Tuesday, October 24, 2006

Kinda makes me wish I lived in Omaha

From The Book Den:
“Whatever the word ‘great’ means, Dickens was what it means.”

G.K. Chesterton made this observation of the profoundly gifted English storyteller/novelist in his esteemed work of literary criticism, Charles Dickens, published in 1906.

The book was one of Chesterton’s earliest but in many ways, one of his most important. For not only was this work an intensely personal one, reflecting his deep respect and affection for Dickens but it was a work that effectively launched a new appreciation of Dickens among English readers. Furthermore, it was a work that would also launch an appreciation among English readers of a new and very present literary giant, Gilbert Keith Chesterton himself.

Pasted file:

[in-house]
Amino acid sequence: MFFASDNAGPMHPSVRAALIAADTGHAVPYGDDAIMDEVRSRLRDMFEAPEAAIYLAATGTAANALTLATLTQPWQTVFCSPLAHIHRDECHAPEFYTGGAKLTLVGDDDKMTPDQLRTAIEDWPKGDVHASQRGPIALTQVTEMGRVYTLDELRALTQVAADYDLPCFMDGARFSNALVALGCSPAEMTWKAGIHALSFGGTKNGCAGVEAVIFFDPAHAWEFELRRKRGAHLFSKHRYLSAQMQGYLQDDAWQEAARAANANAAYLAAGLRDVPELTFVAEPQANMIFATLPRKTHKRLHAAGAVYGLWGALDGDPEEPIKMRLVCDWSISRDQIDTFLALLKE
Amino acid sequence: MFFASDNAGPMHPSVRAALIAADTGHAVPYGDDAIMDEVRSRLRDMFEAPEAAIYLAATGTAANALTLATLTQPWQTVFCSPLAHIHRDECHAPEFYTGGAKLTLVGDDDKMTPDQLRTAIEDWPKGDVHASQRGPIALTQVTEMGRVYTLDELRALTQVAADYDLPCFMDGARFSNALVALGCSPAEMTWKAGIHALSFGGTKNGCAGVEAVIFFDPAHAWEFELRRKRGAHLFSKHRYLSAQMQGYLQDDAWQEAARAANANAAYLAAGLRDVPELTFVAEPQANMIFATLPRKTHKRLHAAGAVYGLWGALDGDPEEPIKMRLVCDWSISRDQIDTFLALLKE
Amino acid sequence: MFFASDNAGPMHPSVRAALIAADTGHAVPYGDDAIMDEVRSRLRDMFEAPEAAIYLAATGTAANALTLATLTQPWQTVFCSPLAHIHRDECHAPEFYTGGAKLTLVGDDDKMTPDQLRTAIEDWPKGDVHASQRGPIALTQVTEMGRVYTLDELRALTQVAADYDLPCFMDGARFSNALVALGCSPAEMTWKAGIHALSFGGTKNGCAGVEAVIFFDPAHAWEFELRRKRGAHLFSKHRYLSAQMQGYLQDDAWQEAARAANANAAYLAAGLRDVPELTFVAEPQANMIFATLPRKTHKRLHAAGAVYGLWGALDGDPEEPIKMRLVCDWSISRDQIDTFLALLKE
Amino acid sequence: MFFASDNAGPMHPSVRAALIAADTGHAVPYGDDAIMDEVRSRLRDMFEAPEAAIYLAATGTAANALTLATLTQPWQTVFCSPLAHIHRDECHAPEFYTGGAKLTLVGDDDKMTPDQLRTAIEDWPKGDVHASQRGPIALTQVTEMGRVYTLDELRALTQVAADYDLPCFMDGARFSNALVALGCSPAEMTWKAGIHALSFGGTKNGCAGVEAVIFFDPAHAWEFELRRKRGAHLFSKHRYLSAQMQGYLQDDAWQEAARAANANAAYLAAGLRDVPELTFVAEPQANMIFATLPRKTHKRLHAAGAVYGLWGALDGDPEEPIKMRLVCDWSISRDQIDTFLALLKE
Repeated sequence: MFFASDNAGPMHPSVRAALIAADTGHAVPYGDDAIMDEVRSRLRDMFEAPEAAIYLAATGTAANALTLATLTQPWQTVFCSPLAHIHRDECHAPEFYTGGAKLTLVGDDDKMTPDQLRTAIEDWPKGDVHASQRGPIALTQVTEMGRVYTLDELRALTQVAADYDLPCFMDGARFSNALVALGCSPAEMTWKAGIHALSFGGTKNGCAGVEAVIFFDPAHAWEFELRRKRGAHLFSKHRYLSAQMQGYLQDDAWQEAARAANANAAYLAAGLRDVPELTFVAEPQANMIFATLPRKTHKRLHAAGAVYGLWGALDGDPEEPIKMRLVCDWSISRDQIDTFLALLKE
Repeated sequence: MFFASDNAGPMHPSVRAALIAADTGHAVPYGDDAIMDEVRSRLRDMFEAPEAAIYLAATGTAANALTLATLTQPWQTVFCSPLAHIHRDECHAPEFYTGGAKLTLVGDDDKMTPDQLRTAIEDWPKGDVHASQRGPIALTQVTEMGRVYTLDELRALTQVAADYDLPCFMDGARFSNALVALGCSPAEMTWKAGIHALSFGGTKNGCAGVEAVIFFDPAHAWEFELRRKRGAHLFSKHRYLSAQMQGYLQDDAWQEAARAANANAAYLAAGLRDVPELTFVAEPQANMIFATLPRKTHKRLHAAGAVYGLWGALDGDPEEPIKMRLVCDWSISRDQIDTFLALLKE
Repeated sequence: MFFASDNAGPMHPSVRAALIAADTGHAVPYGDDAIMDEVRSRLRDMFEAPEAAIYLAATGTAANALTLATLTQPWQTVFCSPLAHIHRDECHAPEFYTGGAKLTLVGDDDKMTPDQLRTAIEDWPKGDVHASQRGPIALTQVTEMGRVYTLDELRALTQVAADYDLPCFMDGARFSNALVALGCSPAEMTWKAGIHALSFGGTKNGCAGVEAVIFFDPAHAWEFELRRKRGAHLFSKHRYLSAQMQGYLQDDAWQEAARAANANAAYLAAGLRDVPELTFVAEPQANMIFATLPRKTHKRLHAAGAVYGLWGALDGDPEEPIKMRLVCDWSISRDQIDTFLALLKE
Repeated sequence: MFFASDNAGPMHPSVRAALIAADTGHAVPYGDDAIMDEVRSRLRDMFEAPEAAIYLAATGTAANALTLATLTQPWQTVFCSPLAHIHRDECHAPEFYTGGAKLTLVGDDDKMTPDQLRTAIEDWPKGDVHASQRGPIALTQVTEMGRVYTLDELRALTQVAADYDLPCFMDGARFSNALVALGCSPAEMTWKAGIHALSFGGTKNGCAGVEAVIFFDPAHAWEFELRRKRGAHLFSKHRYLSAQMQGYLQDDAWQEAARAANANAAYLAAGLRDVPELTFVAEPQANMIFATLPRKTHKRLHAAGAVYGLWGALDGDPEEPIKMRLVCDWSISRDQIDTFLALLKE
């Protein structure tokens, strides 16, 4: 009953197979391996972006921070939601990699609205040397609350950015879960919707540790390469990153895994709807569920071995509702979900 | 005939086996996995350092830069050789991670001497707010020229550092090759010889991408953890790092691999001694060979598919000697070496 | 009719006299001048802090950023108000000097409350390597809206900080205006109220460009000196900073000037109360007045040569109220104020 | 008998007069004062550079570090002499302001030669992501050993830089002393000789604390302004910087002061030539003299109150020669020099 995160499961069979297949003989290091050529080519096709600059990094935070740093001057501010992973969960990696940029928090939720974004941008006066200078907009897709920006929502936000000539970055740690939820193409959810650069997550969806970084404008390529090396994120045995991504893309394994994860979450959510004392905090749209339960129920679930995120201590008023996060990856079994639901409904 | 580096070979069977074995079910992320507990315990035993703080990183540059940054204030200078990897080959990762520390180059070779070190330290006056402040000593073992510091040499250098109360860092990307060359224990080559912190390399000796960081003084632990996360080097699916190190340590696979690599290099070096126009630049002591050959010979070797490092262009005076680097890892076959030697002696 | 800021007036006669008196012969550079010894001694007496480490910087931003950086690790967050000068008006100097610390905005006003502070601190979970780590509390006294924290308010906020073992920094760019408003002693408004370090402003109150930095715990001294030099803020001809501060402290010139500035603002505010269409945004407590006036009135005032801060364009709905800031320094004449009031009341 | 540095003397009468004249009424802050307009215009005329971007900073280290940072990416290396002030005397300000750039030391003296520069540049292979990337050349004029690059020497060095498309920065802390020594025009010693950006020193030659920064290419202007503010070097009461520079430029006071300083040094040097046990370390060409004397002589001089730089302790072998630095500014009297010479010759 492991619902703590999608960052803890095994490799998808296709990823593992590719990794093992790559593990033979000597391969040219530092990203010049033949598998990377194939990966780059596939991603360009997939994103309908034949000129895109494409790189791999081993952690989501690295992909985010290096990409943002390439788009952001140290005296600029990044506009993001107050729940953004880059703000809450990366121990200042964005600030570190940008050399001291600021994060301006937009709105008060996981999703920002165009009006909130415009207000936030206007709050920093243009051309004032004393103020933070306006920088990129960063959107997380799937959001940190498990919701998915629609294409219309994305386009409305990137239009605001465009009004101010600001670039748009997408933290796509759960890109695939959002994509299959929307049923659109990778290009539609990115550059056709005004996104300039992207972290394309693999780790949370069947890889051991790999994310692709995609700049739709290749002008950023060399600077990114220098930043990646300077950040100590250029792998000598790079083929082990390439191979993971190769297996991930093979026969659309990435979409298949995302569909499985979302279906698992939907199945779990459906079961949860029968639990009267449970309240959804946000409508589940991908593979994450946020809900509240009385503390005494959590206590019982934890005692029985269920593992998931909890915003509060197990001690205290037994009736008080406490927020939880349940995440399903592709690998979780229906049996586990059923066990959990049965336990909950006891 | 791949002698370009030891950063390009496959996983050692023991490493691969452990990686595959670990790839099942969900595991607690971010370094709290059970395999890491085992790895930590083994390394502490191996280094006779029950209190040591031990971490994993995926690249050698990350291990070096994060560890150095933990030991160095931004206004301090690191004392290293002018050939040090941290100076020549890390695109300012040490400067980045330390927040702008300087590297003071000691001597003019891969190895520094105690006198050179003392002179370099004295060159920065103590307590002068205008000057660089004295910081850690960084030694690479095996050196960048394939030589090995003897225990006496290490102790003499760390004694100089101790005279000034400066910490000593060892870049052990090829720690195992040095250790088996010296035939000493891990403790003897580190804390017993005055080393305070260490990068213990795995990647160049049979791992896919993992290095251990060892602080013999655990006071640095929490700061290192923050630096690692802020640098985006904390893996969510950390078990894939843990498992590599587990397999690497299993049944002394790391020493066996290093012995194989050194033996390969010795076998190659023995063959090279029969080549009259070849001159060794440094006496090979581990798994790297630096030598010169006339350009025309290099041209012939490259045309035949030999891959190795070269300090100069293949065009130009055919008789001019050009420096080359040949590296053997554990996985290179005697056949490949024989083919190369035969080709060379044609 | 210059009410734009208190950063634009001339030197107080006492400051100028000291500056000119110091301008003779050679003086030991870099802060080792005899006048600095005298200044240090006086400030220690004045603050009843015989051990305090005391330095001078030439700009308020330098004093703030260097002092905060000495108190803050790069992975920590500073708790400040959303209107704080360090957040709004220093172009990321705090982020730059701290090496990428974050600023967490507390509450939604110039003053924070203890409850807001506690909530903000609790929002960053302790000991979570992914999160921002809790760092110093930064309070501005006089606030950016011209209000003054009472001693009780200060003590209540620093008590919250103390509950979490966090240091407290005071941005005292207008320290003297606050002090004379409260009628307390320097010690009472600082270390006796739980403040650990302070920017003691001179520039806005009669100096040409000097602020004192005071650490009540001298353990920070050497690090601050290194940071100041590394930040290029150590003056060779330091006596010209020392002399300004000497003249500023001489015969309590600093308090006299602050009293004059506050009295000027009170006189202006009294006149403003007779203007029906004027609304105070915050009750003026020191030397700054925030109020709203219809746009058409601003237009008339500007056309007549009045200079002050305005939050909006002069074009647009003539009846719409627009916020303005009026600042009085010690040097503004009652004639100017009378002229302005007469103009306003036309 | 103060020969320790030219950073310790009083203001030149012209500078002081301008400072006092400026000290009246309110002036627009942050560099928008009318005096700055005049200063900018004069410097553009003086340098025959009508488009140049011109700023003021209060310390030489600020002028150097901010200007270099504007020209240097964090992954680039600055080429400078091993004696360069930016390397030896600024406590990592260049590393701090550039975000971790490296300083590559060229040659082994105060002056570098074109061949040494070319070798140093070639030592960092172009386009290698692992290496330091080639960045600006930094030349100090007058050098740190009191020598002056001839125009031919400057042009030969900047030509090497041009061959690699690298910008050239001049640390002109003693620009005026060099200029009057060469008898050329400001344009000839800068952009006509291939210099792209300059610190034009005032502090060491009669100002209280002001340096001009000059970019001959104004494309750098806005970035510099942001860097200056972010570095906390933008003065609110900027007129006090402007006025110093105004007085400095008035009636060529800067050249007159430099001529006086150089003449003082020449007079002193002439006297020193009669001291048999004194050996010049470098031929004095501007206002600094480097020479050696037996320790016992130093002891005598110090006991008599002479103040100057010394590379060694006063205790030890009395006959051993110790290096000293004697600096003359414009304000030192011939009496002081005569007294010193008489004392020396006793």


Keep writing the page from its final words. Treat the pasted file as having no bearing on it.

It is not all that far-fetched to surmise that without Chesterton’s Charles Dickens, we might not see the modern popularity of either.

Therefore, this provocative little book (its less than 150 pages) serves, even now, as a splendid introduction to both writers. It has been for decades extremely popular among Dickensians as the "primary primer" written about their man while Chestertonians value it as an insightful tribute to the writer that GKC most loved, was most influenced by, and whose work most resembled his own.


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